More about the American Birding Association's 2024 Bird of the Year.
(Listen to the radio version here.)
During spring migration when I was a teacher in Madison, Wisconsin, I’d wake up at 4 o’clock every weekday morning and head to my favorite birding spot, Picnic Point on Lake Mendota. I’d have to tear myself away by 7:30 so I could make it to the bus stop half a mile from the park entrance to get to school on time. As warblers started appearing in late April and early May every year, it got harder and harder to leave, but I only missed the bus once. On Thursday, May 5, 1977, I heard the unmistakable buzzy song of a Golden-winged Warbler—the very first one I’d ever heard in real life rather than on a recording. Hearing it was splendid, but I had to see the bird to add it to my life list. The bird kept singing and I kept searching, minute after minute. Finally, for one brief and shining moment, there it was! It didn’t stay out in the open for more than a few seconds, and then whoosh—both the little bird and I were off!
I ran as fast as I could, but while I was still a good block away from the bus stop, I saw my bus whiz by. The next bus wouldn’t come for half an hour, so I had to run the whole two and a half more miles to get to school on time.
I’m not much of a runner, but I had been on the college fencing team at Michigan State just two years before and was still in pretty good shape.1
Running so far wasn’t easy, but at least I didn’t poop out. Some of my middle-school students saw me from a passing school bus, so I waved. I found out later they were taking bets about whether I’d make it before the bell rang, but I got there with enough time to spare to change into a skirt (which we women teachers were required to wear back then), wash my face, comb my hair, and be standing at my classroom door smiling as the first kids walked in. Never bet against a birdwatcher.
Never bet against a birdwatcher.
Was that 2 ½ mile run worth it for a momentary glimpse at a bird? It sure was! From directly beneath, Golden-winged Warblers look a lot like chickadees with their black bib and white lower cheeks, though they lack the chickadee’s buffy sides.
But even a tiny glimpse from the side, above, or face on of a singing male reveals the ethereal golden yellow that gives this stunning bird its name. Even though Minnesota is the epicenter of their breeding range now, I don’t get to see Golden-wings nearly often enough.
The Golden-winged Warbler is one of the rarest American birds not listed as endangered or threatened, suffering one of the steepest population declines of any songbird species in the past half century. The North American Breeding Bird Survey estimates an overall decline between 1966 and 2014 of 68 percent. Now the breeding range is split into two distinct regions, with 95 percent of the population in the Upper Great Lakes (mostly Wisconsin, Minnesota, and Manitoba) and the other 5 percent in the Appalachians from New York to Georgia.
I may live in the epicenter of their range, but Golden-winged Warblers are fussy about habitat. I lived in my house over 20 years before I finally added it to my yard list. In late May and June, I can usually hear one or two singing up at Hawk Ridge, which is less than ¾ of a mile from my house, so I’ve spent a few mornings pointing my parabola up there trying to pick out the song from my yard, to no avail.2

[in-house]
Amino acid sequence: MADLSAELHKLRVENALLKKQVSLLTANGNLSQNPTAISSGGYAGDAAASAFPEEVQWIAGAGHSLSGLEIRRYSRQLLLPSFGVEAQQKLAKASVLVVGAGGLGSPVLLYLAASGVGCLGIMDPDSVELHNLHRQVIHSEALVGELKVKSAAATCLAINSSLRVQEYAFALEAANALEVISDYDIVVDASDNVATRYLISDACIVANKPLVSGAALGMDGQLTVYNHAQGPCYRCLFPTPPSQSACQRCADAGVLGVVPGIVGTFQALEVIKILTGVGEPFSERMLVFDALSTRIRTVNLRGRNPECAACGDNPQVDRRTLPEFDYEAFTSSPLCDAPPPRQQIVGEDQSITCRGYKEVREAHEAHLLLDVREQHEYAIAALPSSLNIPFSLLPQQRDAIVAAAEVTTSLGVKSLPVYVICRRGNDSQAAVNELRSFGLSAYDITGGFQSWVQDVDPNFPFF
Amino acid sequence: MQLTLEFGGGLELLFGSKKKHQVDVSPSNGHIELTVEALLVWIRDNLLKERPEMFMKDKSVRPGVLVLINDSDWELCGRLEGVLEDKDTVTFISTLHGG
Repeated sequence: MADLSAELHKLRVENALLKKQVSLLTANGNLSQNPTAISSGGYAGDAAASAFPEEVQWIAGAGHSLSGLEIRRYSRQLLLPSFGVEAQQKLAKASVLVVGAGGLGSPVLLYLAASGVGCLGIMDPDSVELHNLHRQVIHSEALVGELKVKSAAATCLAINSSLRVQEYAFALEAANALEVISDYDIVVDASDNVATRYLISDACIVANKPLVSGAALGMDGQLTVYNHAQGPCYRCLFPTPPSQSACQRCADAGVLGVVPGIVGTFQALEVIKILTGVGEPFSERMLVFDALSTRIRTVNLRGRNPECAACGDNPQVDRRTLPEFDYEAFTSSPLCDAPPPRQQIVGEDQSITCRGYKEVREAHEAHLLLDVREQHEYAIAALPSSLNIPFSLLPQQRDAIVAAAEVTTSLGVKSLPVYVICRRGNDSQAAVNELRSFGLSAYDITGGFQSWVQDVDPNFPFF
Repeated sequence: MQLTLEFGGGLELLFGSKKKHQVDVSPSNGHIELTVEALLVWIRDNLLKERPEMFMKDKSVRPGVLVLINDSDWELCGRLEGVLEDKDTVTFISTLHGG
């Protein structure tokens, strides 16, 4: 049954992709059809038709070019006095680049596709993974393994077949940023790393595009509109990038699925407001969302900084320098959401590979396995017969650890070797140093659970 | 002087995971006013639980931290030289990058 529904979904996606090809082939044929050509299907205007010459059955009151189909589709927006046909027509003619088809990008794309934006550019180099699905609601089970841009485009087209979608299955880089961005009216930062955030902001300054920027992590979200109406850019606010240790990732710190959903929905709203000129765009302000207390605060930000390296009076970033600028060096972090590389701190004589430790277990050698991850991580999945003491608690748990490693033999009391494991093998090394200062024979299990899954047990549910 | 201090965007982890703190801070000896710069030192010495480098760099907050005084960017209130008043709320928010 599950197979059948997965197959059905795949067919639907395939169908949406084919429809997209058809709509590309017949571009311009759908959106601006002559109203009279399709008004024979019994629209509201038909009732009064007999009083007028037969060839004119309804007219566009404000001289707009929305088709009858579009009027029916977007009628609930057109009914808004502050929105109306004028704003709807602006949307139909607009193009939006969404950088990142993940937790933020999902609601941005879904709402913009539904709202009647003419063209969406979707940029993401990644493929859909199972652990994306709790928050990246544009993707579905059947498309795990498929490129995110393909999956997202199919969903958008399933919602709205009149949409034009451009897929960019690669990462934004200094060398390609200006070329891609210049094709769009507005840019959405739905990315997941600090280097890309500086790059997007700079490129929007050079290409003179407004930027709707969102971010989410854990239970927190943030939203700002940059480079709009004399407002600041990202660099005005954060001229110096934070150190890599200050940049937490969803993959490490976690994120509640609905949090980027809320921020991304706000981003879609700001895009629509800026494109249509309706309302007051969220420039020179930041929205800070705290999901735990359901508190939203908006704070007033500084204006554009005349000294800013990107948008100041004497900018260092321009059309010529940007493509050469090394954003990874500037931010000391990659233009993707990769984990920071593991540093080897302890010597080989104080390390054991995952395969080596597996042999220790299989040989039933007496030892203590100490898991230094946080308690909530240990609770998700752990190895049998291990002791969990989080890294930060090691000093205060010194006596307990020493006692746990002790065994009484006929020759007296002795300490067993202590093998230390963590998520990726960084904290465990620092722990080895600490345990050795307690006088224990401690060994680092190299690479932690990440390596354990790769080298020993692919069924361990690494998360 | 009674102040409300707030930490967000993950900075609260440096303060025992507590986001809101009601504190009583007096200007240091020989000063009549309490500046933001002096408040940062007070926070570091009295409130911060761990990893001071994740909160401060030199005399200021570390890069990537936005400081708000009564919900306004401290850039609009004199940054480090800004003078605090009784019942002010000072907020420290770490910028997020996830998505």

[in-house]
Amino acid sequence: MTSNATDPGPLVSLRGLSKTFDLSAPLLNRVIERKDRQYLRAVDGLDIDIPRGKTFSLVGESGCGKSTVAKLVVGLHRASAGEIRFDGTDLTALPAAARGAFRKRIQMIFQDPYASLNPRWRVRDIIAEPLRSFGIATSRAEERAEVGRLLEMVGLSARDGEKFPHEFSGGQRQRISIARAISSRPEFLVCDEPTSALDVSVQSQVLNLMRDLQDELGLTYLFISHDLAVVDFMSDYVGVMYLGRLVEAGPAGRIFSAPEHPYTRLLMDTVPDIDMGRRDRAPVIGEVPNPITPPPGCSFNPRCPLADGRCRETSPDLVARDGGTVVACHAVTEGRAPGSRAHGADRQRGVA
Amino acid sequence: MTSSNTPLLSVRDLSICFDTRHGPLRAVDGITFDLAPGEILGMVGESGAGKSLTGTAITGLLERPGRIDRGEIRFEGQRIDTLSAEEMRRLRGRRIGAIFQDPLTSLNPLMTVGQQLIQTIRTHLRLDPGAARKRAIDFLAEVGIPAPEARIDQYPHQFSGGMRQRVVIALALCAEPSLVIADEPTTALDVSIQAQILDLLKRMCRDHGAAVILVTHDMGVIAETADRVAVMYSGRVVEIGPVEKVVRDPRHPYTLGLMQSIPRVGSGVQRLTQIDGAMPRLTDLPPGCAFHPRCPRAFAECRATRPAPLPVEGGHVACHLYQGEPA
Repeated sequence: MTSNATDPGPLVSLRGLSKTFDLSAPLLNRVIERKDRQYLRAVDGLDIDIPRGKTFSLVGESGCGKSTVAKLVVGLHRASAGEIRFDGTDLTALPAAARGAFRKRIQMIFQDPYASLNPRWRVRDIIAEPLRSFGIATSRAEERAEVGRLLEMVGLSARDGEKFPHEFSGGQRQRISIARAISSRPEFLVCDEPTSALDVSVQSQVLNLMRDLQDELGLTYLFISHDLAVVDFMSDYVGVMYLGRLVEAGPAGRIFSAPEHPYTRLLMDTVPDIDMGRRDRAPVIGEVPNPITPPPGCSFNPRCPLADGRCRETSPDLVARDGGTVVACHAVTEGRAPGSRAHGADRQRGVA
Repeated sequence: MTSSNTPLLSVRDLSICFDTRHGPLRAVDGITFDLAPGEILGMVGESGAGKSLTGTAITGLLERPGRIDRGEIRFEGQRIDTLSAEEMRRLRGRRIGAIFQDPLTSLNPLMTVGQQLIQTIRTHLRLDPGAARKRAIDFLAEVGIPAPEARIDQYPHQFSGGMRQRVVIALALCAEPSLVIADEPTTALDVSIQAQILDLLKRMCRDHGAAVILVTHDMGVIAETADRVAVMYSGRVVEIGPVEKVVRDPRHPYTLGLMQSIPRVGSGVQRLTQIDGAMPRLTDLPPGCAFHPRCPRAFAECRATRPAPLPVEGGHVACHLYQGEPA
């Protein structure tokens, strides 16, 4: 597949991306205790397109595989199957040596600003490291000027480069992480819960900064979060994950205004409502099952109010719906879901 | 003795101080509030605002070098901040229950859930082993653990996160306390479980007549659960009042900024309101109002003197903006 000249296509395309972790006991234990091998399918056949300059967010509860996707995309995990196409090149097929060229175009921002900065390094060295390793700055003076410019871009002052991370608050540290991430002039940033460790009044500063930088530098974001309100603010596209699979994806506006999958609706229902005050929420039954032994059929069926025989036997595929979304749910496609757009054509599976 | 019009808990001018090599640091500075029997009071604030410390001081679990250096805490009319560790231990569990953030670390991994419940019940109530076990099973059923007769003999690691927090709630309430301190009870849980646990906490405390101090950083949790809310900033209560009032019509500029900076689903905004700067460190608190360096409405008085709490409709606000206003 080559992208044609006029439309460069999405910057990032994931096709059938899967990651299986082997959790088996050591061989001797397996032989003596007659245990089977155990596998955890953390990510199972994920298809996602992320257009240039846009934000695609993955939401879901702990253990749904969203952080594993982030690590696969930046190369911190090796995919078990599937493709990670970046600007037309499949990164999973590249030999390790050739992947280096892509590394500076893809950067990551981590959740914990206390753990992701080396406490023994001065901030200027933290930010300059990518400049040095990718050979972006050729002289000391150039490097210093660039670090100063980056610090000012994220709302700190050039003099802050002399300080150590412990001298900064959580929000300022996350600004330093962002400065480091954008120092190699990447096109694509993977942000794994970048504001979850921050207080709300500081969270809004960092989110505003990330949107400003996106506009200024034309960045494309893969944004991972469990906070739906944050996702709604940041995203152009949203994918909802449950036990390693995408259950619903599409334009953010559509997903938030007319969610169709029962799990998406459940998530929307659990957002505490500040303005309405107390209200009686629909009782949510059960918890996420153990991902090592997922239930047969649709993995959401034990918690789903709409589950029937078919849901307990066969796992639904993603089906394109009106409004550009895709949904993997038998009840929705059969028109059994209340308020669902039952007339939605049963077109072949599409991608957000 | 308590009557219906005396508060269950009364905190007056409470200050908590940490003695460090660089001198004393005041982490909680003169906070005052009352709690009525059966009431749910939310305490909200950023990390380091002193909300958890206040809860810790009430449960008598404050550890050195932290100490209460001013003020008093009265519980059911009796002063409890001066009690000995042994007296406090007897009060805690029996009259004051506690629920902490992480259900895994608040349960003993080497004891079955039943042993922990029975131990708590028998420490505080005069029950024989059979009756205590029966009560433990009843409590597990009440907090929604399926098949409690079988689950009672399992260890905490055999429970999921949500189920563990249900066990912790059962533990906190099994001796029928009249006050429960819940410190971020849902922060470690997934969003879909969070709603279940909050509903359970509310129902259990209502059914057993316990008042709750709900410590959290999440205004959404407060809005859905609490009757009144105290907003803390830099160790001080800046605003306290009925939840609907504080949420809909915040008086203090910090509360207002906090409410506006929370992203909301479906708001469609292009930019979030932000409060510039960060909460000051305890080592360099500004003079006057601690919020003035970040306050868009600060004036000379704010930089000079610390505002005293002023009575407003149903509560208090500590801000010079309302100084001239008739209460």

Golden-winged Warblers nest in shrubby, tangled thickets and other early successional habitats, so our young aspen forests are ideal, at least during the nesting period. But soon after the babies leave the nest, their parents lead them to mature forest habitats. Protecting them requires protecting a patchwork of two different habitats in the north.
We must also consider their wintering grounds in Central and northern South America, where they require semi-open woodlands including bird-friendly coffee farms under a forest canopy. Most coffee plantations destroy habitat for tropical birds, so the only coffee I buy is certified by the Smithsonian as “Bird Friendly.” 3
To celebrate the Golden-winged Warbler being named the American Birding Association’s Bird of the Year for 2024, even while they are thousands of miles away right now, on January 3, I got a selfie of Erik Bruhnke and me at the Sax-Zim Bog, standing under the Auggie’s Boardwalk sign, which has a gorgeous picture of a Golden-winged Warbler.
And when we went to the Visitor Center, there was a nice life-sized carving of a Golden-wing by John Jaranson which I couldn’t resist buying.
Come spring, I’ll spend some time trying to get some good recordings and more photos. The American Birding Association’s Bird of the Year may not be the biggest thing in the universe, but it’s a good reason to give this splendid bird a little more attention.
That was back in the days before the Big 10 had women’s fencing, but the men’s coach and players on the men’s team thought that was stupid. The coach didn’t get paid anything extra, and the men had to share their equipment with us, but it was great fun. When the men went to a match against a team that had its own unofficial women’s team, we got to play real, if unofficial, matches. Being on the team with them, we always worked out with the men, including running 5 miles several times a week. (This was before Michigan State hired and protected for such a long time the horrifying athletic doctor who now makes me ashamed to be associated with MSU.)
This is actually how I added American Woodcocks to my yard list. They used to display by the railroad tracks less than a half mile away, and though I could not pick out the sound with my ears, sitting on my roof with the parabola made it easy. If we can use binoculars to make birds look closer, why not a parabola to make them sound closer? (I’ve since seen a woodcock from my yard, once, in the little woodsy area right behind my yard.)